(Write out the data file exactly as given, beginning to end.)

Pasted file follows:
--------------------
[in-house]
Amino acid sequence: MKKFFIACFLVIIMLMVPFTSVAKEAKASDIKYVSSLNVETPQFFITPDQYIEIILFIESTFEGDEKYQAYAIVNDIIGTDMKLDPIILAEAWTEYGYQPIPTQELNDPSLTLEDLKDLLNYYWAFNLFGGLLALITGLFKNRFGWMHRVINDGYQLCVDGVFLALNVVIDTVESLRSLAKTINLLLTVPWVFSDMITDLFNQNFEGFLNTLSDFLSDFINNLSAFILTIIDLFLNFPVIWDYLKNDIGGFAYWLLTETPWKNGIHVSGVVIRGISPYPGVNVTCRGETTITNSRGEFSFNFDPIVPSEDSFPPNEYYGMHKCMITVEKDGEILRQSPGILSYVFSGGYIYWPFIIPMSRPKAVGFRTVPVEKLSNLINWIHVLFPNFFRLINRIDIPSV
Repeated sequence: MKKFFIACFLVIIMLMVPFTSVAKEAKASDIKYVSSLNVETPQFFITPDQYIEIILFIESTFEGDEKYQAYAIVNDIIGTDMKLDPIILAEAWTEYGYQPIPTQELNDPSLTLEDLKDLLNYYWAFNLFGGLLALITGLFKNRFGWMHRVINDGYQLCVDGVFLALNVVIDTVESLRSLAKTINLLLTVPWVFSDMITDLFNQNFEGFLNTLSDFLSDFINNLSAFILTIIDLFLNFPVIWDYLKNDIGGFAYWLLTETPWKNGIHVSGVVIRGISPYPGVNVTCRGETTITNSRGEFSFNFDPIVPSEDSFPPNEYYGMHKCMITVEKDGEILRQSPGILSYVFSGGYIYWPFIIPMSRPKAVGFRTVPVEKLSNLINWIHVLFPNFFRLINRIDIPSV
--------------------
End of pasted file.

[in-house]
Amino acid sequence: MKKFFIACFLVIIMLMVPFTSVAKEAKASDIKYVSSLNVETPQFFITPDQYIEIILFIESTFEGDEKYQAYAIVNDIIGTDMKLDPIILAEAWTEYGYQPIPTQELNDPSLTLEDLKDLLNYYWAFNLFGGLLALITGLFKNRFGWMHRVINDGYQLCVDGVFLALNVVIDTVESLRSLAKTINLLLTVPWVFSDMITDLFNQNFEGFLNTLSDFLSDFINNLSAFILTIIDLFLNFPVIWDYLKNDIGGFAYWLLTETPWKNGIHVSGVVIRGISPYPGVNVTCRGETTITNSRGEFSFNFDPIVPSEDSFPPNEYYGMHKCMITVEKDGEILRQSPGILSYVFSGGYIYWPFIIPMSRPKAVGFRTVPVEKLSNLINWIHVLFPNFFRLINRIDIPSV
Repeated sequence: MKKFFIACFLVIIMLMVPFTSVAKEAKASDIKYVSSLNVETPQFFITPDQYIEIILFIESTFEGDEKYQAYAIVNDIIGTDMKLDPIILAEAWTEYGYQPIPTQELNDPSLTLEDLKDLLNYYWAFNLFGGLLALITGLFKNRFGWMHRVINDGYQLCVDGVFLALNVVIDTVESLRSLAKTINLLLTVPWVFSDMITDLFNQNFEGFLNTLSDFLSDFINNLSAFILTIIDLFLNFPVIWDYLKNDIGGFAYWLLTETPWKNGIHVSGVVIRGISPYPGVNVTCRGETTITNSRGEFSFNFDPIVPSEDSFPPNEYYGMHKCMITVEKDGEILRQSPGILSYVFSGGYIYWPFIIPMSRPKAVGFRTVPVEKLSNLINWIHVLFPNFFRLINRIDIPSV